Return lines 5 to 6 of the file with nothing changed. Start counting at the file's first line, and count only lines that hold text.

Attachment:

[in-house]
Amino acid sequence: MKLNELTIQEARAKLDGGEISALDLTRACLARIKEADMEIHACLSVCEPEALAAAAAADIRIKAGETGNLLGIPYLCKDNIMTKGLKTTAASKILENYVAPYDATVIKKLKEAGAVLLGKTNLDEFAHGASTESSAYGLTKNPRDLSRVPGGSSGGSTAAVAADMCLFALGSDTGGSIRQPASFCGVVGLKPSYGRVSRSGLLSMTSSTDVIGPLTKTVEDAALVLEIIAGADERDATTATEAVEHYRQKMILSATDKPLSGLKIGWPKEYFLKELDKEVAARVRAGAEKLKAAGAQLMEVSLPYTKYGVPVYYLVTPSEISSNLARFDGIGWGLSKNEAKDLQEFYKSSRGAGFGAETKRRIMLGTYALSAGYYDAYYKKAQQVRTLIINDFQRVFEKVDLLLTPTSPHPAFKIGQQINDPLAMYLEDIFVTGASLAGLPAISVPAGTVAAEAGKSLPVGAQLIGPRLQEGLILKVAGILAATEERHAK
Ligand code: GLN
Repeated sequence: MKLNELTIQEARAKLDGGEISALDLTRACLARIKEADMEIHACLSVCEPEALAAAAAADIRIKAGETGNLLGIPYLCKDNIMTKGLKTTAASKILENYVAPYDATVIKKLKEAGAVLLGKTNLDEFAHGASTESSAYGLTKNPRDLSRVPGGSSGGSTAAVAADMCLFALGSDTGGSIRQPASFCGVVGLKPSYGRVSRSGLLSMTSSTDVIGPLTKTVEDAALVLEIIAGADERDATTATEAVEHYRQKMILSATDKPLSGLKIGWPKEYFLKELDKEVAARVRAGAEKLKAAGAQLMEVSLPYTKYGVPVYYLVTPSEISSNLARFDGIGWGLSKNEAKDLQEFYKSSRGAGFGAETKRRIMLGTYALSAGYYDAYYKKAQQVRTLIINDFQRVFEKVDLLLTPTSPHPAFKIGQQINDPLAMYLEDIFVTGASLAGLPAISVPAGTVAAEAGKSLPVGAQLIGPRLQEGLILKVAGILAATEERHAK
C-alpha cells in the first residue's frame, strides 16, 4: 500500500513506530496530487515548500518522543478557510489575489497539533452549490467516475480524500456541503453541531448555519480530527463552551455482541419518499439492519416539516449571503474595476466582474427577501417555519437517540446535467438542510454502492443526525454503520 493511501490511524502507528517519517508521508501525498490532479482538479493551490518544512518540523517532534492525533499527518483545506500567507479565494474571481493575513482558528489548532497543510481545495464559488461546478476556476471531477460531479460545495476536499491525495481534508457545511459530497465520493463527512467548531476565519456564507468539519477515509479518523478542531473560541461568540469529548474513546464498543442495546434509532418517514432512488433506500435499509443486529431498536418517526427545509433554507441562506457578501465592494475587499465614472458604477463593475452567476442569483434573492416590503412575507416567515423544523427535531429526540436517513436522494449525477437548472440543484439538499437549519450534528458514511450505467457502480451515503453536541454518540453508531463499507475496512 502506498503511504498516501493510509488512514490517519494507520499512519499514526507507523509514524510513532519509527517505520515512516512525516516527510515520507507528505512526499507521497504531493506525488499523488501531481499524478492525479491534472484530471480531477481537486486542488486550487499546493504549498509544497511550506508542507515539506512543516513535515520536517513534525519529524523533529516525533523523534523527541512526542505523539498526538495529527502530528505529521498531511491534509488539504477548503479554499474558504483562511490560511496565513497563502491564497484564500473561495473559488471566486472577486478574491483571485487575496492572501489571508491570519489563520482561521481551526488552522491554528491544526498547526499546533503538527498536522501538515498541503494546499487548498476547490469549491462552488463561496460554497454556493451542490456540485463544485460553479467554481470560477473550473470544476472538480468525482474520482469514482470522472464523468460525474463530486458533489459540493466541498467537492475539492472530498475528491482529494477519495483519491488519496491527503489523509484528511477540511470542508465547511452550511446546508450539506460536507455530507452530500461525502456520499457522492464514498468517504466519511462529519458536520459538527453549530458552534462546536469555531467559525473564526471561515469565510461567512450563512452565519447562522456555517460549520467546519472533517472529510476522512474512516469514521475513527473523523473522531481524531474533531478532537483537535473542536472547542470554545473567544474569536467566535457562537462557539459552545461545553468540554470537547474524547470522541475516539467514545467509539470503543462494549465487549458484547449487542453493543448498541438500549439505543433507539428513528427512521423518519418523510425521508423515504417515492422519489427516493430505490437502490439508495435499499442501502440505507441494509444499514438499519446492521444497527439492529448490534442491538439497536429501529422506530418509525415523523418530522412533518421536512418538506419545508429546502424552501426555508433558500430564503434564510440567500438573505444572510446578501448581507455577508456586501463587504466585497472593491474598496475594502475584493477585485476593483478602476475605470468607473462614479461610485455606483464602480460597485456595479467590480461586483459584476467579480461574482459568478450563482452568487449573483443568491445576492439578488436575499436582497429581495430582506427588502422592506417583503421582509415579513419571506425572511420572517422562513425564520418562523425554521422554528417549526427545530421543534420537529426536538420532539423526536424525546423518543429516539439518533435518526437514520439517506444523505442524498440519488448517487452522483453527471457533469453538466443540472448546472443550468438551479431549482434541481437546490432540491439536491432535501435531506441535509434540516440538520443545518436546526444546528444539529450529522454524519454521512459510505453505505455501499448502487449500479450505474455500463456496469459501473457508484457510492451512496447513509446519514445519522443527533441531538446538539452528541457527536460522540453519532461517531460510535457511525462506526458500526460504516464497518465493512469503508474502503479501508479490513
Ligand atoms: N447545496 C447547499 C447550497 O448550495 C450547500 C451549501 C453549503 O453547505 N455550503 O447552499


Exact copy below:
C-alpha cells in the first residue's frame, strides 16, 4: 500500500513506530496530487515548500518522543478557510489575489497539533452549490467516475480524500456541503453541531448555519480530527463552551455482541419518499439492519416539516449571503474595476466582474427577501417555519437517540446535467438542510454502492443526525454503520 493511501490511524502507528517519517508521508501525498490532479482538479493551490518544512518540523517532534492525533499527518483545506500567507479565494474571481493575513482558528489548532497543510481545495464559488461546478476556476471531477460531479460545495476536499491525495481534508457545511459530497465520493463527512467548531476565519456564507468539519477515509479518523478542531473560541461568540469529548474513546464498543442495546434509532418517514432512488433506500435499509443486529431498536418517526427545509433554507441562506457578501465592494475587499465614472458604477463593475452567476442569483434573492416590503412575507416567515423544523427535531429526540436517513436522494449525477437548472440543484439538499437549519450534528458514511450505467457502480451515503453536541454518540453508531463499507475496512 502506498503511504498516501493510509488512514490517519494507520499512519499514526507507523509514524510513532519509527517505520515512516512525516516527510515520507507528505512526499507521497504531493506525488499523488501531481499524478492525479491534472484530471480531477481537486486542488486550487499546493504549498509544497511550506508542507515539506512543516513535515520536517513534525519529524523533529516525533523523534523527541512526542505523539498526538495529527502530528505529521498531511491534509488539504477548503479554499474558504483562511490560511496565513497563502491564497484564500473561495473559488471566486472577486478574491483571485487575496492572501489571508491570519489563520482561521481551526488552522491554528491544526498547526499546533503538527498536522501538515498541503494546499487548498476547490469549491462552488463561496460554497454556493451542490456540485463544485460553479467554481470560477473550473470544476472538480468525482474520482469514482470522472464523468460525474463530486458533489459540493466541498467537492475539492472530498475528491482529494477519495483519491488519496491527503489523509484528511477540511470542508465547511452550511446546508450539506460536507455530507452530500461525502456520499457522492464514498468517504466519511462529519458536520459538527453549530458552534462546536469555531467559525473564526471561515469565510461567512450563512452565519447562522456555517460549520467546519472533517472529510476522512474512516469514521475513527473523523473522531481524531474533531478532537483537535473542536472547542470554545473567544474569536467566535457562537462557539459552545461545553468540554470537547474524547470522541475516539467514545467509539470503543462494549465487549458484547449487542453493543448498541438500549439505543433507539428513528427512521423518519418523510425521508423515504417515492422519489427516493430505490437502490439508495435499499442501502440505507441494509444499514438499519446492521444497527439492529448490534442491538439497536429501529422506530418509525415523523418530522412533518421536512418538506419545508429546502424552501426555508433558500430564503434564510440567500438573505444572510446578501448581507455577508456586501463587504466585497472593491474598496475594502475584493477585485476593483478602476475605470468607473462614479461610485455606483464602480460597485456595479467590480461586483459584476467579480461574482459568478450563482452568487449573483443568491445576492439578488436575499436582497429581495430582506427588502422592506417583503421582509415579513419571506425572511420572517422562513425564520418562523425554521422554528417549526427545530421543534420537529426536538420532539423526536424525546423518543429516539439518533435518526437514520439517506444523505442524498440519488448517487452522483453527471457533469453538466443540472448546472443550468438551479431549482434541481437546490432540491439536491432535501435531506441535509434540516440538520443545518436546526444546528444539529450529522454524519454521512459510505453505505455501499448502487449500479450505474455500463456496469459501473457508484457510492451512496447513509446519514445519522443527533441531538446538539452528541457527536460522540453519532461517531460510535457511525462506526458500526460504516464497518465493512469503508474502503479501508479490513
Ligand atoms: N447545496 C447547499 C447550497 O448550495 C450547500 C451549501 C453549503 O453547505 N455550503 O447552499